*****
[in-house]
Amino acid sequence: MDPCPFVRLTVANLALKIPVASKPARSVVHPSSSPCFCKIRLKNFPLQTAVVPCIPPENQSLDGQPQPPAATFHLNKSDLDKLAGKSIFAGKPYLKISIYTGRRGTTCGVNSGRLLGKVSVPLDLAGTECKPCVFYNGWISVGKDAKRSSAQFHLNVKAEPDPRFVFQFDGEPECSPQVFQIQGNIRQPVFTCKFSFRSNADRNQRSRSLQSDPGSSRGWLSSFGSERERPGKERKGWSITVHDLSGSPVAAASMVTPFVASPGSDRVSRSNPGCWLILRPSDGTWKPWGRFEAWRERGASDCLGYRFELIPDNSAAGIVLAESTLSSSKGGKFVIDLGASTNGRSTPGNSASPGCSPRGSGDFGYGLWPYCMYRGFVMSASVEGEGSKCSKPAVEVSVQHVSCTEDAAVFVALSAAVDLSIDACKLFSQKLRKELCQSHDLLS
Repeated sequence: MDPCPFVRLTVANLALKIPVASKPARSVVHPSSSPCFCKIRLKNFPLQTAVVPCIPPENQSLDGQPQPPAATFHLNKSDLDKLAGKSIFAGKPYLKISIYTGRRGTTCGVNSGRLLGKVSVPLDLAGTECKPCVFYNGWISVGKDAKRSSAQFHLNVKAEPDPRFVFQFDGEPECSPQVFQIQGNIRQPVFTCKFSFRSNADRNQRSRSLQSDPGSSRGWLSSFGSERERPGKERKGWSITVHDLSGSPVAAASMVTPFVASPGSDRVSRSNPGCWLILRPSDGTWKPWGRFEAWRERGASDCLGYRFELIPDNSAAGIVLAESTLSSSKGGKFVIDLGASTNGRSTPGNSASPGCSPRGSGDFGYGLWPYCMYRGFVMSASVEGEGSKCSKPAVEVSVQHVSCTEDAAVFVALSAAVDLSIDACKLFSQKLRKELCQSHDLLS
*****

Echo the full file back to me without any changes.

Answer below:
[in-house]
Amino acid sequence: MDPCPFVRLTVANLALKIPVASKPARSVVHPSSSPCFCKIRLKNFPLQTAVVPCIPPENQSLDGQPQPPAATFHLNKSDLDKLAGKSIFAGKPYLKISIYTGRRGTTCGVNSGRLLGKVSVPLDLAGTECKPCVFYNGWISVGKDAKRSSAQFHLNVKAEPDPRFVFQFDGEPECSPQVFQIQGNIRQPVFTCKFSFRSNADRNQRSRSLQSDPGSSRGWLSSFGSERERPGKERKGWSITVHDLSGSPVAAASMVTPFVASPGSDRVSRSNPGCWLILRPSDGTWKPWGRFEAWRERGASDCLGYRFELIPDNSAAGIVLAESTLSSSKGGKFVIDLGASTNGRSTPGNSASPGCSPRGSGDFGYGLWPYCMYRGFVMSASVEGEGSKCSKPAVEVSVQHVSCTEDAAVFVALSAAVDLSIDACKLFSQKLRKELCQSHDLLS
Repeated sequence: MDPCPFVRLTVANLALKIPVASKPARSVVHPSSSPCFCKIRLKNFPLQTAVVPCIPPENQSLDGQPQPPAATFHLNKSDLDKLAGKSIFAGKPYLKISIYTGRRGTTCGVNSGRLLGKVSVPLDLAGTECKPCVFYNGWISVGKDAKRSSAQFHLNVKAEPDPRFVFQFDGEPECSPQVFQIQGNIRQPVFTCKFSFRSNADRNQRSRSLQSDPGSSRGWLSSFGSERERPGKERKGWSITVHDLSGSPVAAASMVTPFVASPGSDRVSRSNPGCWLILRPSDGTWKPWGRFEAWRERGASDCLGYRFELIPDNSAAGIVLAESTLSSSKGGKFVIDLGASTNGRSTPGNSASPGCSPRGSGDFGYGLWPYCMYRGFVMSASVEGEGSKCSKPAVEVSVQHVSCTEDAAVFVALSAAVDLSIDACKLFSQKLRKELCQSHDLLS